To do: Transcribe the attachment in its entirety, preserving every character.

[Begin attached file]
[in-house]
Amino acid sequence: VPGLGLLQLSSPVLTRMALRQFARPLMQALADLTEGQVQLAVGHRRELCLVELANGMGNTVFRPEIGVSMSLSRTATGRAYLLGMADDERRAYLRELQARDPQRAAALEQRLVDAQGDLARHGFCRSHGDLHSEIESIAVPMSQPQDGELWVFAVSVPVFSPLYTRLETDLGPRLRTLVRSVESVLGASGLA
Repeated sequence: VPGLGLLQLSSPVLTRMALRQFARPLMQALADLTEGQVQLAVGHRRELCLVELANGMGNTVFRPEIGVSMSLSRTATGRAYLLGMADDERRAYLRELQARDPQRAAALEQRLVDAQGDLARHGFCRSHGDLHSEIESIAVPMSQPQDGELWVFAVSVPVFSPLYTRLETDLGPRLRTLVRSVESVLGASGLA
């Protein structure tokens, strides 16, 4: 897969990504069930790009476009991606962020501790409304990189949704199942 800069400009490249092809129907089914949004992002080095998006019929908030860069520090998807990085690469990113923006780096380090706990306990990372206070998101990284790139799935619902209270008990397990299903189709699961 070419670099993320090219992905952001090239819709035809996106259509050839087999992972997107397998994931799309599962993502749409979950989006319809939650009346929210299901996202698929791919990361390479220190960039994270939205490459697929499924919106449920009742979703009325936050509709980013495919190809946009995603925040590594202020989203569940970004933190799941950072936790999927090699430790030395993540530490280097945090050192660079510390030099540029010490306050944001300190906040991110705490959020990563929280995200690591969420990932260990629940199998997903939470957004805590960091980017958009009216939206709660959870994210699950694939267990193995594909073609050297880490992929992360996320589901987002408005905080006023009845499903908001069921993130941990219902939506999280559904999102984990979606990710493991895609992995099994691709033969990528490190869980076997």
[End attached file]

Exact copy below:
[in-house]
Amino acid sequence: VPGLGLLQLSSPVLTRMALRQFARPLMQALADLTEGQVQLAVGHRRELCLVELANGMGNTVFRPEIGVSMSLSRTATGRAYLLGMADDERRAYLRELQARDPQRAAALEQRLVDAQGDLARHGFCRSHGDLHSEIESIAVPMSQPQDGELWVFAVSVPVFSPLYTRLETDLGPRLRTLVRSVESVLGASGLA
Repeated sequence: VPGLGLLQLSSPVLTRMALRQFARPLMQALADLTEGQVQLAVGHRRELCLVELANGMGNTVFRPEIGVSMSLSRTATGRAYLLGMADDERRAYLRELQARDPQRAAALEQRLVDAQGDLARHGFCRSHGDLHSEIESIAVPMSQPQDGELWVFAVSVPVFSPLYTRLETDLGPRLRTLVRSVESVLGASGLA
């Protein structure tokens, strides 16, 4: 897969990504069930790009476009991606962020501790409304990189949704199942 800069400009490249092809129907089914949004992002080095998006019929908030860069520090998807990085690469990113923006780096380090706990306990990372206070998101990284790139799935619902209270008990397990299903189709699961 070419670099993320090219992905952001090239819709035809996106259509050839087999992972997107397998994931799309599962993502749409979950989006319809939650009346929210299901996202698929791919990361390479220190960039994270939205490459697929499924919106449920009742979703009325936050509709980013495919190809946009995603925040590594202020989203569940970004933190799941950072936790999927090699430790030395993540530490280097945090050192660079510390030099540029010490306050944001300190906040991110705490959020990563929280995200690591969420990932260990629940199998997903939470957004805590960091980017958009009216939206709660959870994210699950694939267990193995594909073609050297880490992929992360996320589901987002408005905080006023009845499903908001069921993130941990219902939506999280559904999102984990979606990710493991895609992995099994691709033969990528490190869980076997």